Meet the Sami, the last indigenous people of Europe

by | 1 Aug 2022

With the term ‘indigenous’, many people think first of the eclectic range of tribes across North and Latin America, from the Sioux to the Wayuu. However, did you know that there are indigenous Europeans that still exist today? Introducing The Sami – an ethnic group coming from northern Scandinavia who are known as the last indigenous people of Europe.


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Descendants of nomadic hunter-gatherers, The Sami have inhabited northern Scandinavia for thousands of years. Their true heritage is somewhat obscure – some believe they are among the Paleo-Siberian peoples; others are adamant they came from central Europe. Wherever their origin, one thing is certain – they are the last indigenous people of Europe, and they can help us understand the impact of modern society on the planet.

The Sami mostly inhabit Norway, Sweden, Finland, and parts of Russia. Historically, the Sami’s economy and lifestyle has been based around reindeer herding, as well as fishing, trapping, and hunting. The reindeer is a deeply important figure in Sami culture, and has influenced Sami songs, games, and language. In recent years, their historically nomadic lifestyle has all but disappeared, with many herding families now living in permanent modern accommodation. Many Sami families now stake their livelihoods in farming, or commercial employment in cities, and are becoming fully integrated into Scandinavian society. This shift is most clear from the fact that almost all Sami are bilingual, and many don’t even speak their own native language anymore.

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Human expansion is threatening the traditions and customs of Sami culture. A study in Norway found that in the last century, undisturbed reindeer habitat had shrunk by 70%. These traditional reindeer grazing lands were taken for logging, mining, and flooded for hydroelectric dams. Even as recent as a few months ago, Greta Thunburg criticized a decision by the Swedish government to allow a UK firm to mine on Sami land.

The Sami are said to have hundreds of terms for snow. These differ based on texture, depth, and density. Tjaevi is snow that is made up of flakes stuck together, and is hard to dig through. Seaŋáš is fluffy and grainy, easily manipulated. However, there is no name for the recent snow the Sami have been seeing. It is the result of traditionally semi-permanent snow melting due to hotter temperatures, turning to rain, which then freezes on the ground as ice.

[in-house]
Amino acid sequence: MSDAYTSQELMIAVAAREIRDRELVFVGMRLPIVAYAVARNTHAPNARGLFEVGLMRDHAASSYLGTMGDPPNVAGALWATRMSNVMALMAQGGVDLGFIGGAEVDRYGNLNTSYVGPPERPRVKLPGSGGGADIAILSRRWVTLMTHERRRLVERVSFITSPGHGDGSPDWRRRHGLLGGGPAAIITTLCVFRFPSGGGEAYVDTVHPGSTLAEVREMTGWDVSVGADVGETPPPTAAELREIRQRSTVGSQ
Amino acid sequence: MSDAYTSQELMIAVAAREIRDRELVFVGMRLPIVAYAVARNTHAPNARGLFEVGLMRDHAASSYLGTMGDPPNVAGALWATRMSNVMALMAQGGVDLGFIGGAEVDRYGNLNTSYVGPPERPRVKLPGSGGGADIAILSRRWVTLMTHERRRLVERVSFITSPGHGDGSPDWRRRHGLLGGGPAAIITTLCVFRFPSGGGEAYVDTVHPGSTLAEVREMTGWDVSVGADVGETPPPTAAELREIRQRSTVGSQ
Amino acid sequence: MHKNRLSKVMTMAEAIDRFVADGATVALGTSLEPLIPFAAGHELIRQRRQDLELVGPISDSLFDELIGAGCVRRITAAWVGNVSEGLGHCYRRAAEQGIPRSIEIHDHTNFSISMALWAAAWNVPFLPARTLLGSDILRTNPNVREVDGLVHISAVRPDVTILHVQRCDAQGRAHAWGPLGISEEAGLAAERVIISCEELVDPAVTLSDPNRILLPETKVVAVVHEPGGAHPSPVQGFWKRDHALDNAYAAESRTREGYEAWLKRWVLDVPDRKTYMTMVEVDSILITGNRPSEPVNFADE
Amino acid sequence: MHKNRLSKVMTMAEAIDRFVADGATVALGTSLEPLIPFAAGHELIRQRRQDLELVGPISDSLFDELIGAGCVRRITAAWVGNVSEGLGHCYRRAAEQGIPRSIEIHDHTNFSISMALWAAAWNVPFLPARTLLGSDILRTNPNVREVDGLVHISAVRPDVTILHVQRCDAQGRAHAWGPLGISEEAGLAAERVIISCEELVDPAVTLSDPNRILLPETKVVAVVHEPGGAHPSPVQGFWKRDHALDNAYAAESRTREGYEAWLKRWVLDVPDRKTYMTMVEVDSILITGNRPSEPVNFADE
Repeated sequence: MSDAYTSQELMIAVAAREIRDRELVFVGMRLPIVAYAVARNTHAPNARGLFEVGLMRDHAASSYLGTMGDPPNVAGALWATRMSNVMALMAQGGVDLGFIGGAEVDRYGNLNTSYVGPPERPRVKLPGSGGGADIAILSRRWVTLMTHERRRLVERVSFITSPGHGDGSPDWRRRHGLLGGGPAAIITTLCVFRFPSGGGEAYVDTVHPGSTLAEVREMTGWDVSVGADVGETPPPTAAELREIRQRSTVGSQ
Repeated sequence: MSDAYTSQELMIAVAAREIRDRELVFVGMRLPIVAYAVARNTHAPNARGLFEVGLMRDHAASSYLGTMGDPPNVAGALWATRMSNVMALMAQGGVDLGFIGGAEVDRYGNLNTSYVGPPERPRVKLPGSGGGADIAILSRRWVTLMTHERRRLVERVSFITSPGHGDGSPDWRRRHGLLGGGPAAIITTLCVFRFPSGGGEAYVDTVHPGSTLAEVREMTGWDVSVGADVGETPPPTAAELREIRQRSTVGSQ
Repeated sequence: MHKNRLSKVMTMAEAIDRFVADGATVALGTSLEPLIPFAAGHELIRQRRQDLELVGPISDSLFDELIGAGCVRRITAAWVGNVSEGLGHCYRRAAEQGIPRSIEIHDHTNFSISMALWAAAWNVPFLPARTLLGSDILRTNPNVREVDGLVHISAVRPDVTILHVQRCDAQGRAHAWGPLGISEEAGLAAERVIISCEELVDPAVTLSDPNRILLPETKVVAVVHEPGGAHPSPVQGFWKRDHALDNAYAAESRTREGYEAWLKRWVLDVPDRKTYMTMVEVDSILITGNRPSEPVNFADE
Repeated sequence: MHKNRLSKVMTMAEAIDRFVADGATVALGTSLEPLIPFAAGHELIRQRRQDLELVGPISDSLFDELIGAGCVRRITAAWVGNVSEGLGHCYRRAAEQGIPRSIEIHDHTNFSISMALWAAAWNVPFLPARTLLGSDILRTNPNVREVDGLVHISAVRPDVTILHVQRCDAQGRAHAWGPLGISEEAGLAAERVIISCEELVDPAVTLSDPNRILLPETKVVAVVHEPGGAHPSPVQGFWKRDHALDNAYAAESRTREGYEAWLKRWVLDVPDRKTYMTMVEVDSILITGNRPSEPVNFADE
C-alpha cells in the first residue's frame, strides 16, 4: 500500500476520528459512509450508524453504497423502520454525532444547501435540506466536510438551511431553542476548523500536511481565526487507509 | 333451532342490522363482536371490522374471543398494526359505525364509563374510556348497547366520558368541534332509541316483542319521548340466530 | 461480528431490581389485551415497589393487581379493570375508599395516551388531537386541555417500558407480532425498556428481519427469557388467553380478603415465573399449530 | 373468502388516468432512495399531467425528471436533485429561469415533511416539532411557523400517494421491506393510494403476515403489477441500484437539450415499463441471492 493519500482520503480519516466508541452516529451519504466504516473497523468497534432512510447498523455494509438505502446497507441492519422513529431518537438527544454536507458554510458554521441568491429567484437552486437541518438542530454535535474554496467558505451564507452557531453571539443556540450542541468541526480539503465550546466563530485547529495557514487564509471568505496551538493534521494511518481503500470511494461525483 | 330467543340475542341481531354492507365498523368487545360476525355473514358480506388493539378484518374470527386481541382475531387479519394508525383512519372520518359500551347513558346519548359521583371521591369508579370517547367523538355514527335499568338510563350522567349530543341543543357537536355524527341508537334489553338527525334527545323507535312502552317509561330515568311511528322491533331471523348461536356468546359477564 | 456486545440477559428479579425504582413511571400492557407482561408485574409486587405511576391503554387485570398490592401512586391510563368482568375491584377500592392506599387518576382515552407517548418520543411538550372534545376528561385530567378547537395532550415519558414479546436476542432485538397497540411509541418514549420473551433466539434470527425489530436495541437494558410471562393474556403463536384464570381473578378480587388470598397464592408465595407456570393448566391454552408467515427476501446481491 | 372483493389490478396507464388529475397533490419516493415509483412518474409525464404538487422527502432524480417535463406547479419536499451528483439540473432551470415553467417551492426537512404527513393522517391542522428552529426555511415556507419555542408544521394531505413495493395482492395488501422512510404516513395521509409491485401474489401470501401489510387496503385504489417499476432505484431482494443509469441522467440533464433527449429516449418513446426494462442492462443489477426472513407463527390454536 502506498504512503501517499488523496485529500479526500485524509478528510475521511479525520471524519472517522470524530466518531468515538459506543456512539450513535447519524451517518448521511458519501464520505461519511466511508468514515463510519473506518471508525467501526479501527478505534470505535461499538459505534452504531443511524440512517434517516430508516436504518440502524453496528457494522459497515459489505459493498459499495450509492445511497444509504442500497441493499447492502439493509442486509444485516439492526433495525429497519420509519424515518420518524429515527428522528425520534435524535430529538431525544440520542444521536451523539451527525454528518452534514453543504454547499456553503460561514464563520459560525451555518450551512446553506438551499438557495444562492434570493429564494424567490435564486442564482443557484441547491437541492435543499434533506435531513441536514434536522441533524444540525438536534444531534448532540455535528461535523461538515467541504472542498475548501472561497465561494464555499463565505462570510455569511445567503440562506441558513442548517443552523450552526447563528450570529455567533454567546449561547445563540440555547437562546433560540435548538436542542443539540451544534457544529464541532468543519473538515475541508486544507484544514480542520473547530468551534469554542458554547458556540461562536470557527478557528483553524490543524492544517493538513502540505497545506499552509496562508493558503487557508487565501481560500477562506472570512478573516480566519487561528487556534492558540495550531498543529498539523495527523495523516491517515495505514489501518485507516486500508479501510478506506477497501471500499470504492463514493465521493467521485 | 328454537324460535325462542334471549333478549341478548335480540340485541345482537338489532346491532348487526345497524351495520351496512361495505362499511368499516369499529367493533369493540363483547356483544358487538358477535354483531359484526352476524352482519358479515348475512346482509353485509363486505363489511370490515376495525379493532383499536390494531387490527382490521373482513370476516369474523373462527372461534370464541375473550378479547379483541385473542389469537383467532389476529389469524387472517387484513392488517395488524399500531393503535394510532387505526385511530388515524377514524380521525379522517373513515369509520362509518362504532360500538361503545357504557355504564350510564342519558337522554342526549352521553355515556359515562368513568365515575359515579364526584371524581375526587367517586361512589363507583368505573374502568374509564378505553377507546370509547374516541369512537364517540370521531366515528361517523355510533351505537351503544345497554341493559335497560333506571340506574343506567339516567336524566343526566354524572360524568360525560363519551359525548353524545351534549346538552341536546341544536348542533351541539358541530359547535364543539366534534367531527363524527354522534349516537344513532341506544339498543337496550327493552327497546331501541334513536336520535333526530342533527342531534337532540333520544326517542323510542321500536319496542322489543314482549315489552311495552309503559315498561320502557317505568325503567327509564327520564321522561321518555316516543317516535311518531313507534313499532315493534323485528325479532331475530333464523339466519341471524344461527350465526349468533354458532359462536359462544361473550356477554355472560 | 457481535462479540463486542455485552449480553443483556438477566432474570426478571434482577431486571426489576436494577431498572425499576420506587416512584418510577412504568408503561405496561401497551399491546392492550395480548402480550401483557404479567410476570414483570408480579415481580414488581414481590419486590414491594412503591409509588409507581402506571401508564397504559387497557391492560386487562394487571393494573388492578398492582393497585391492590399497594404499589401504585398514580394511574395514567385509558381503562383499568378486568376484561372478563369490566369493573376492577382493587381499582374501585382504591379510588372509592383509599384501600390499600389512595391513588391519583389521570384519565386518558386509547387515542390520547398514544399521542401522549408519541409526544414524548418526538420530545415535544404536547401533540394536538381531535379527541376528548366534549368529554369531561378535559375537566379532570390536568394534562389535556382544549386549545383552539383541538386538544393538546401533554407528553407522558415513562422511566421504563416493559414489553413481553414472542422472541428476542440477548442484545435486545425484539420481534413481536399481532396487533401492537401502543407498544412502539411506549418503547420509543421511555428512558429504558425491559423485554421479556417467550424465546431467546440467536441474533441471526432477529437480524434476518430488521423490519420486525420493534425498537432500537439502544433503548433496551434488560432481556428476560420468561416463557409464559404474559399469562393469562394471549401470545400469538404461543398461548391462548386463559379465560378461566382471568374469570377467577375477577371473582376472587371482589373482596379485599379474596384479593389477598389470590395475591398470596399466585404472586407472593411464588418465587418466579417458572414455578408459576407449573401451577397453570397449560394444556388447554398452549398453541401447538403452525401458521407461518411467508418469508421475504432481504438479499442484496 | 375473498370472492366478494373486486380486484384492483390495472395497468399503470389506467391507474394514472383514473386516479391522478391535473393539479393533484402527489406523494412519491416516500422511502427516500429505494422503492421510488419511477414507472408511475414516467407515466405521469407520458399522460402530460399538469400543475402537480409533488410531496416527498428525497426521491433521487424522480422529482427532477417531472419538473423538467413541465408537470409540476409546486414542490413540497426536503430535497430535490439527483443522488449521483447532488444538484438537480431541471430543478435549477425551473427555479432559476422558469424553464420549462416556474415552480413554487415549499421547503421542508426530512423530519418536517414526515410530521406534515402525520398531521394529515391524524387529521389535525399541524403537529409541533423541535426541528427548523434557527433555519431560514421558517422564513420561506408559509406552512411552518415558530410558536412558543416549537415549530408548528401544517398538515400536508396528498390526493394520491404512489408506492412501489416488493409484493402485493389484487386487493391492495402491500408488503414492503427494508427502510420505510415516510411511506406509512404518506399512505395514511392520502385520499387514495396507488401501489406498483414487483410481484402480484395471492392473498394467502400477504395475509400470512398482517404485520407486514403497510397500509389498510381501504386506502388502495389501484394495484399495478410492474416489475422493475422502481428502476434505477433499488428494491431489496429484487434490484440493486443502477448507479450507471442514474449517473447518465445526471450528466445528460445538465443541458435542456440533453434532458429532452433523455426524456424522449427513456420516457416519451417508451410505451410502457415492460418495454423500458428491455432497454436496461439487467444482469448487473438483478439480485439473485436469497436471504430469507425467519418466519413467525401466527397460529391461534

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The Sami’s reindeer herds feed predominantly on lichen, plus other arctic plants growing under the snow. They use their hooves to scoop and dig through the snow to get to their food, but recently, things have changed. The lichen is trapped under this new, frozen ice, which the reindeer cannot dig through.

This threat to accessing food supplies is deadly when combined with the reindeer’s loss of habitat to human expansion. A Sami herder notes that previous herding generations used skis to go to the reindeer, now they use snowmobiles because the distances are greater, as the reindeer must go further and work harder to find food. Modern society is causing mass reindeer starvation, threatening the Sami’s sacred customs and herding culture.


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Travel benefits us by broadening our minds and educating us on real issues. However, travel can also be a further force for good by benefiting the communities being visited.

With Insight, guests have the opportunity to meet a Sami family in Tromso, Norway, on our Northern Lights of Scandinavia tour. The Oskal family keep herding traditions alive and invite guests to join in feeding the reindeer, learn about Sami culture, and then enjoy a fun night of Sami games and song. This MAKE TRAVEL MATTER® experience advances number 11 of the UN Global Goals: Sustainable Cities and Communities. Guests will learn directly from the Oskal family about the significance of the reindeer, and through this experience, guests will help safeguard and preserve this integral part of Sami culture.

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I'm Jay – born in Italy, raised in South London. Having French sisters and Hungarian ancestors, I've always been fascinated with the world and its cultures, and I carry this curiosity into my writing for Insightful. My favourite destinations I've traveled to so far have been Italy, Peru, France and Brazil.